The Week in Social #241

We spend the week reading the best things we can get our eyeballs on and on Fridays we share them here with you as The Week in Social.

Read anything good that we missed? Share it with us on Twitter or give us your thoughts at @UnionMetrics.  

On content marketing and social media marketing

Chasing perfection can kill any momentum you’ve built up in your marketing. Here’s How to Stop Overthinking Your Content and Start Writing What Your Customers Love from Sujan Patel for the Content Marketing Institute’s blog.

If you’ve been wanting to work memes into your brand’s content strategy- or had someone higher up mention that you should do this- here is a great primer for just that: How To (And How Not To) Use Memes For Online Marketing from Jayson DeMers for Forbes. One of the keys is making sure a meme fits with your brand voice, but more importantly that you fully understand its use:

“The quickest way to lose face in front of Internet subcultures is to use one of their beloved memes the wrong way. If you miss the true intention of the joke, such as using a sarcastic line literally or using the wrong tone or placement, you could instantly disgust the audience you’re trying to win over.”

While smaller brands can’t compete with big brands in terms of resources, there are still plenty of strategies they can borrow from the big leagues. Here are 7 Big Brand Social Media Strategies that Small Businesses Can Use from Scott Sims for Social Media Today.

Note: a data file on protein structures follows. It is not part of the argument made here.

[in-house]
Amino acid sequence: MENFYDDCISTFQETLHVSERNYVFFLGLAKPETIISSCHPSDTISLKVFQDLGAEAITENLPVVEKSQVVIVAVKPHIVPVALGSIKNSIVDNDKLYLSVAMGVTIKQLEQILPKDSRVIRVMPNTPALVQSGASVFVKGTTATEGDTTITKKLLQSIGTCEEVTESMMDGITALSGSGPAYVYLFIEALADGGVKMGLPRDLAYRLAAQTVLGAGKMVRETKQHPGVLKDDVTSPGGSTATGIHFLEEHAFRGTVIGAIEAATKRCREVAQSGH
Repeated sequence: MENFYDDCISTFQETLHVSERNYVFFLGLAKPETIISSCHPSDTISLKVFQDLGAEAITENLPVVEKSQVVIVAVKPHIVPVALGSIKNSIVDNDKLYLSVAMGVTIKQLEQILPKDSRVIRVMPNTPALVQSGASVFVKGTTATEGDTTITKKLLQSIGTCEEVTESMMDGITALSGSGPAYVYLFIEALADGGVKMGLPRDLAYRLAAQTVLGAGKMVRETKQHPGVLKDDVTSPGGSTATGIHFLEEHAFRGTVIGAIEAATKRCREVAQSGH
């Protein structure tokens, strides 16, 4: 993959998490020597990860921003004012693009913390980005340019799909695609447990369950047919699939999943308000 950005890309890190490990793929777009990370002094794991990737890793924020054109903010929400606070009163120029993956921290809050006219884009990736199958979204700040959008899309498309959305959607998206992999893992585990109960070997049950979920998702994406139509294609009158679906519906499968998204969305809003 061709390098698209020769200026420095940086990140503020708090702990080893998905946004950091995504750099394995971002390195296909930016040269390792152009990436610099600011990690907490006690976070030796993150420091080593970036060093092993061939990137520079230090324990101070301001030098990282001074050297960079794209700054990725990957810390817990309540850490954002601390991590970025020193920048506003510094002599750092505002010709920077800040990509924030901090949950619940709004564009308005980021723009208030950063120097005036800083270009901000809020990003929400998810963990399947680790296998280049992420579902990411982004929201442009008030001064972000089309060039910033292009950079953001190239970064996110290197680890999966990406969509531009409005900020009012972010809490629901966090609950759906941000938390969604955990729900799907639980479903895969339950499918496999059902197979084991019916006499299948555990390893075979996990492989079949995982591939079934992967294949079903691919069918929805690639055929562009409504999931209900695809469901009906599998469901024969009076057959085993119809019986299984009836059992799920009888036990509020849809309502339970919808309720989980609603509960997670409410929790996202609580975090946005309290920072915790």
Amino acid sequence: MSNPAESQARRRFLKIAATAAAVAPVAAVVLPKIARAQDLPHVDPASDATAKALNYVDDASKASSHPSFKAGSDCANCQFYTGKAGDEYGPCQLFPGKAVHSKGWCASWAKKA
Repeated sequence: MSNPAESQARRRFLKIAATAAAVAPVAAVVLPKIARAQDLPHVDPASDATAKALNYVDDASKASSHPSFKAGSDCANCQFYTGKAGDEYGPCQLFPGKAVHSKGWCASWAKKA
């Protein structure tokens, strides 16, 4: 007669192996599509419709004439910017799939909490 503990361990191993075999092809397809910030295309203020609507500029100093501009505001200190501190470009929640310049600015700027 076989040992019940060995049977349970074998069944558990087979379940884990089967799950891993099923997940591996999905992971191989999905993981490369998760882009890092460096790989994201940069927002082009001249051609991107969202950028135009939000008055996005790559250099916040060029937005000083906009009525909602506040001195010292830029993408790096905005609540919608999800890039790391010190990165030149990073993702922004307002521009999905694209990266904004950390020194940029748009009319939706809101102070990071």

On video content marketing

If you’ve been resisting vertical video, here are 5 Reasons Why Your Business Needs to Start Making Vertical Video for Social Media from Andrew Macarthy also for SMT. (Hint: Most people are already holding their phones vertically if they’re viewing video on mobile.)

And here’s a good question from the staff at Marketing Charts: Are Viewers Watching Business-Related Videos to Completion?

“While the average length of a business-related video was found to be 8 minutes, the majority of videos produced by businesses are 2 minutes or less in length, with 21% being up to a minute long and another 35% being 1-2 minutes long. Not surprisingly, shorter videos hold viewers’ attention the longest: those less than 90 seconds long had a completion rate of 53%, compared to a 10% completion rate for the longest videos (at least 30 minutes).”


It will be interesting to see if these stats change as Facebook starts to favor longer video.

Thanks as always for reading, and have a great weekend!

Image source: The Found Animals Foundation.